As the South Korean revenge-thriller/horror genre continues to thrive on forceful plotting and white-knuckle violence, the directors and writers behind them almost appear to be competing to see who can upstage the other in brutality and dramatic button-pushing. Nasty moral implications become nastier, and the boundaries they're willing to push further expand in order to shock their audience into sensory submission. Director Jang Chul-soo's Bedevilled is the latest of those contenders, a thick piece of emotional provocation and moral ambiguity that plummets into desperation-driven violence, steeped in an abused mother's wrath as an underscore to burgeoning emotional catharsis. While occasionally overwrought and too thematically similar to its contemporaries, the brazen tragedy it depicts is heightened by a defining, disconcerting trait: what it says about the apathy and warped perception of onlookers who could've prevented it from happening. This is provocative, occasionally indulgent cinema that telegraphs a compelling and volatile blow once it reaches its nerve-racked destination.
The story starts in Seoul, where a bitter, unhelpful loans agent, Hae-won (Ji Seong-won) -- think of Christine from Drag Me To Hell with a sour disposition -- hits an emotional rift at her job while dealing with the turmoil of witnessing a crime. She decides to travel home for a vacation, presumably to disconnect and breathe the natural air of her old community. When she arrives, the situation isn't pleasant: her childhood friend, Bok-nam (Seo Young-Hee, The Chaser), who's been desperately pleading for her to come back, is surrounded by aggressive alpha-males and manipulative women stuck in a medieval mindset. Men raping and beating their wives (and other men's wives) and soliciting hookers is part of keeping the stronger sex satisfied in a self-sufficient farming community, and the women not only tolerate it, but encourage less-compliant women like Bok-nam to essentially "know their place". What happens when a relative outsider, someone who typically turns her shoulder to conflict, observes how the behavior takes a dark turn involving Bok-nam's daughter?
Bedevilled slowly transforms into a test of endurance -- on Bok-nam's sanity, and on the audience's threshold in witnessing the evils surrounding her destitute life. Harsh, often unsettling (but not overly graphic) images of sexual violation and abuse reinforce the unsettling atmosphere amid the false beauty of the island, the natural lush greens and quaint architecture of the houses offset by the frightened look on Bok-nam's face. Her sanity slowly dwindles before our eyes; beautifully intimate scenes of her trying to rekindle a friendship with Hae-won while they bathe and exercise together reflect the few glimmers of unhinged joy she has left, painstakingly disappearing as she's rejected and kicked around by everyone around her. It cuts deeper once the focus falls on her young daughter's safety, a witness to what's happening to her mother and accepting it as somewhat normal. This stunning, self-efficient village has a stranglehold on any woman who wishes for something more than subservience, and the measured danger Jang Chul-soo sustains around that dichotomy keeps anxiety at a high.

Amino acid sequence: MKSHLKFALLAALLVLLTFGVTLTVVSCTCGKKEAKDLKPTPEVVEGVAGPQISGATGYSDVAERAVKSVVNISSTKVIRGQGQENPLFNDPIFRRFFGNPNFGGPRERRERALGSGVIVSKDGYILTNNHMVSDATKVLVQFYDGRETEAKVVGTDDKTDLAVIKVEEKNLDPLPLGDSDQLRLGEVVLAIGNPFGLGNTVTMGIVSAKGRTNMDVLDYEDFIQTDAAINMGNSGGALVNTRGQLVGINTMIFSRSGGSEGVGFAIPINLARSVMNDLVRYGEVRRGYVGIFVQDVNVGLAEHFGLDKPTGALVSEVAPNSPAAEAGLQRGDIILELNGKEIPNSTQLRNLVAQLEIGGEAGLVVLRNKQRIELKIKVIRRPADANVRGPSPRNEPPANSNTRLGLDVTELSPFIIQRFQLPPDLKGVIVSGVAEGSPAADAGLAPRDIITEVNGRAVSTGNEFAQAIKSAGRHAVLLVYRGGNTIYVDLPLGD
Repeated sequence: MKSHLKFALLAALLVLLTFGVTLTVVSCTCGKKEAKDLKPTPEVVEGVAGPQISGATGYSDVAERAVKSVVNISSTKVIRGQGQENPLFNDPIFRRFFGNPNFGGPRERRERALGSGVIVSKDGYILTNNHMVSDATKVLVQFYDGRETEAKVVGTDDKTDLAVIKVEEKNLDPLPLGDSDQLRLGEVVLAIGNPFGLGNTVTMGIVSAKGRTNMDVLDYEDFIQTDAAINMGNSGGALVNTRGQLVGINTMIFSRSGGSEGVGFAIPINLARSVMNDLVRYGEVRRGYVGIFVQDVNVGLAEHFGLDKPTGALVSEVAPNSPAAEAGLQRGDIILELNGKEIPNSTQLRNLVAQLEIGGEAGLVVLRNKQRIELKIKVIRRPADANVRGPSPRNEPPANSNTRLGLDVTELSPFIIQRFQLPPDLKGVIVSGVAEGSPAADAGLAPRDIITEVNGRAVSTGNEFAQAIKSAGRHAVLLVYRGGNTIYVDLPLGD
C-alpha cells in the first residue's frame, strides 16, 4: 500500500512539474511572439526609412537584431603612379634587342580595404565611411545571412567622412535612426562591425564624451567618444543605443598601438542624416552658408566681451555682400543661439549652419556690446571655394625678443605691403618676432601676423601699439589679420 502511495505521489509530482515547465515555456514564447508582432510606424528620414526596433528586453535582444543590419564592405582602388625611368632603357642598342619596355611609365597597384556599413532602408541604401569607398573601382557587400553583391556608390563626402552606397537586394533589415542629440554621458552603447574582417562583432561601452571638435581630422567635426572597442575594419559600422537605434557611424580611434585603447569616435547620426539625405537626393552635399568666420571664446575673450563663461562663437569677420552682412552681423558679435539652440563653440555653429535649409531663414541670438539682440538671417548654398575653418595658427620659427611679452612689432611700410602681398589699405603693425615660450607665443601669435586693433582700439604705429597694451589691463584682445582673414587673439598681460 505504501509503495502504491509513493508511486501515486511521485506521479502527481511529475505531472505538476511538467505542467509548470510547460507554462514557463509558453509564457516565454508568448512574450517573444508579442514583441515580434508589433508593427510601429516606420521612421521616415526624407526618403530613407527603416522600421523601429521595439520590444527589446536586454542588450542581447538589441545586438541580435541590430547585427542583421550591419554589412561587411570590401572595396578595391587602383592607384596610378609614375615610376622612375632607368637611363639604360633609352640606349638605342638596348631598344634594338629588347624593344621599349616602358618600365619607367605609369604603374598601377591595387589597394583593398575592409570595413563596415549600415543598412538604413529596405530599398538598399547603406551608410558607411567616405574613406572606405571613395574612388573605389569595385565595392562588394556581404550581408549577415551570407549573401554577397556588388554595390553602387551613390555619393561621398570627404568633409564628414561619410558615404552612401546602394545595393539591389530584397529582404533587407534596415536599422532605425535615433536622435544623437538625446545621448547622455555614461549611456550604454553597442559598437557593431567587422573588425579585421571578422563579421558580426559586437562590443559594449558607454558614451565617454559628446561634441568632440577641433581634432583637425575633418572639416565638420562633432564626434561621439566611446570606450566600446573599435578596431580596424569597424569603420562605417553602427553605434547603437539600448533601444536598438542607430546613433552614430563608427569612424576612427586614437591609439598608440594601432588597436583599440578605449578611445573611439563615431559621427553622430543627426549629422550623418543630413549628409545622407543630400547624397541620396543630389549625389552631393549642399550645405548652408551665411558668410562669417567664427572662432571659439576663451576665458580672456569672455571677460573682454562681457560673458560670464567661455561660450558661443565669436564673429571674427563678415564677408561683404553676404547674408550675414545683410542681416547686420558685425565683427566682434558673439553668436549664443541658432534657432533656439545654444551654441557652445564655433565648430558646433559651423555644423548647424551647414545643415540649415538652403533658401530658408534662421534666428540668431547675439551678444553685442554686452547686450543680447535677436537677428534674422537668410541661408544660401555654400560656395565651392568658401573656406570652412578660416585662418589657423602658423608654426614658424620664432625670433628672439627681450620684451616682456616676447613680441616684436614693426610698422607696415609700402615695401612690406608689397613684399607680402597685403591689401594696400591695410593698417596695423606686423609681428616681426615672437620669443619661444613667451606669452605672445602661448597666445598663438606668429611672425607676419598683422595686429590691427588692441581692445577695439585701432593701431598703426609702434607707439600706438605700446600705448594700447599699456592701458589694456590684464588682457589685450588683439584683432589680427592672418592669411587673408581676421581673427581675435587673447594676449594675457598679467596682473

Bok-nam's gradual transformation to a darker mindset isn't subtle, but it's well-established and entrancing to observe in a tragic, hopeless sort of way. Bedevilled becomes this intentionally frustrating waiting game as we observe whether she'll snap or not -- or, let's face it, when and how the abused mother will snap -- under the conditions, and how Hae-won will factor into the situation. Sabotaged beehives, the screams of a prostitute, and lies from all angles create a sense of demoralization and disdain that, to be frank, tries too hard to inform her situation with a nihilistic viewpoint. Instead of violence that's tough to stomach, the film corners a helpless woman into an unbearable amount of physical and emotional abuse, with little purpose beyond rattling her cage and making her life appear ill-fated beyond recognition. An exasperated, strained performance Seo Young-Hee's pumps vital life into Bok-nam that justifies that angle, though; the unhinged pleas in her eyes and body language amidst Hae-won's cold emptiness slowly, and convincingly, metastasize into weathered, wild abandon.
But, man, does Bedevilled reward those who stick with Bok-nam's torment. Director Jang Chul-soo tries his damnedest to make the audience despise everyone around Bok-nam, and he reveals exactly why in the harrowing conclusion: a bluntly-telegraphed and poignant rush of blood, blades, and fear that dismantles the power structure of this deranged little island. Kim Ji-woon's I Saw the Devil teased a bit at what a scythe could do in the wrong hands; well, this flick exploits that curiosity. What it leaves in the balance is curiosity about redemption, and whether the stony, Guinness-guzzling Seoul woman from the beginning could find a way back to some semblance of humanity among the island's brutishness. It's here where Bedevilled discovers its complexity in a brusque, beautiful ending backed by recorder-flute notes; it doesn't have the mythological texture or moral fury of some of its contemporaries, but the psychosis existing between these childhood friends grasps its own gray-area contemplation about passed opportunities and justified retribution.
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